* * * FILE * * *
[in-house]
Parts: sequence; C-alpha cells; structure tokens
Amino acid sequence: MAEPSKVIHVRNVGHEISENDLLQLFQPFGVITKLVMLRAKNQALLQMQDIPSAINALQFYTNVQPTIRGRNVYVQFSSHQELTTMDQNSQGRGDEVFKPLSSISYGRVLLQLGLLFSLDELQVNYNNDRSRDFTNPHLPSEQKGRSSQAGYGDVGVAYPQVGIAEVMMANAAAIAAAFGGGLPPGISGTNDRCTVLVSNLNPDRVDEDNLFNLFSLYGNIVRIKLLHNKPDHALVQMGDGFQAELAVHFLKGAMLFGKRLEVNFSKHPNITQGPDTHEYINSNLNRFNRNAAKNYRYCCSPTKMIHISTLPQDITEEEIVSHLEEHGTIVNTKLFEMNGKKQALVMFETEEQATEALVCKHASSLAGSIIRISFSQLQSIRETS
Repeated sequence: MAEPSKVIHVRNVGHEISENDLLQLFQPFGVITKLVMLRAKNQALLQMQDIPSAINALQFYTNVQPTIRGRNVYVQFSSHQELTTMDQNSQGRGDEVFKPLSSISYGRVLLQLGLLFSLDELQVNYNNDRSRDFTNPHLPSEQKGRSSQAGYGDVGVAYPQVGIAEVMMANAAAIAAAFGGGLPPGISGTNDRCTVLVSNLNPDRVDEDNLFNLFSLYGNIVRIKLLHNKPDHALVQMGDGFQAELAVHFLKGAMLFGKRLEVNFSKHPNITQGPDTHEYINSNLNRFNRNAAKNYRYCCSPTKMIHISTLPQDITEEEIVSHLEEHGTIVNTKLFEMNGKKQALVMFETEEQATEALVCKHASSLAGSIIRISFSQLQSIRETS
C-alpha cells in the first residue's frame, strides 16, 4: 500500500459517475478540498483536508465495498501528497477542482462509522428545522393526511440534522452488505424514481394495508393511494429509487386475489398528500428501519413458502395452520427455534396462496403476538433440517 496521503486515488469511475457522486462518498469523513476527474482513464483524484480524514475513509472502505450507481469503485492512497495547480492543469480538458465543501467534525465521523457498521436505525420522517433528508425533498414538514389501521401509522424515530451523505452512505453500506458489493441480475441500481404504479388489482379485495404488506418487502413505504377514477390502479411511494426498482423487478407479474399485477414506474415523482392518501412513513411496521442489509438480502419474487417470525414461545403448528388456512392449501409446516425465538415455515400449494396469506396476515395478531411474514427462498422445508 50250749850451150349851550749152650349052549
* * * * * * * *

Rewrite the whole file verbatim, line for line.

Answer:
[in-house]
Parts: sequence; C-alpha cells; structure tokens
Amino acid sequence: MAEPSKVIHVRNVGHEISENDLLQLFQPFGVITKLVMLRAKNQALLQMQDIPSAINALQFYTNVQPTIRGRNVYVQFSSHQELTTMDQNSQGRGDEVFKPLSSISYGRVLLQLGLLFSLDELQVNYNNDRSRDFTNPHLPSEQKGRSSQAGYGDVGVAYPQVGIAEVMMANAAAIAAAFGGGLPPGISGTNDRCTVLVSNLNPDRVDEDNLFNLFSLYGNIVRIKLLHNKPDHALVQMGDGFQAELAVHFLKGAMLFGKRLEVNFSKHPNITQGPDTHEYINSNLNRFNRNAAKNYRYCCSPTKMIHISTLPQDITEEEIVSHLEEHGTIVNTKLFEMNGKKQALVMFETEEQATEALVCKHASSLAGSIIRISFSQLQSIRETS
Repeated sequence: MAEPSKVIHVRNVGHEISENDLLQLFQPFGVITKLVMLRAKNQALLQMQDIPSAINALQFYTNVQPTIRGRNVYVQFSSHQELTTMDQNSQGRGDEVFKPLSSISYGRVLLQLGLLFSLDELQVNYNNDRSRDFTNPHLPSEQKGRSSQAGYGDVGVAYPQVGIAEVMMANAAAIAAAFGGGLPPGISGTNDRCTVLVSNLNPDRVDEDNLFNLFSLYGNIVRIKLLHNKPDHALVQMGDGFQAELAVHFLKGAMLFGKRLEVNFSKHPNITQGPDTHEYINSNLNRFNRNAAKNYRYCCSPTKMIHISTLPQDITEEEIVSHLEEHGTIVNTKLFEMNGKKQALVMFETEEQATEALVCKHASSLAGSIIRISFSQLQSIRETS
C-alpha cells in the first residue's frame, strides 16, 4: 500500500459517475478540498483536508465495498501528497477542482462509522428545522393526511440534522452488505424514481394495508393511494429509487386475489398528500428501519413458502395452520427455534396462496403476538433440517 496521503486515488469511475457522486462518498469523513476527474482513464483524484480524514475513509472502505450507481469503485492512497495547480492543469480538458465543501467534525465521523457498521436505525420522517433528508425533498414538514389501521401509522424515530451523505452512505453500506458489493441480475441500481404504479388489482379485495404488506418487502413505504377514477390502479411511494426498482423487478407479474399485477414506474415523482392518501412513513411496521442489509438480502419474487417470525414461545403448528388456512392449501409446516425465538415455515400449494396469506396476515395478531411474514427462498422445508 50250749850451150349851550749152650349052549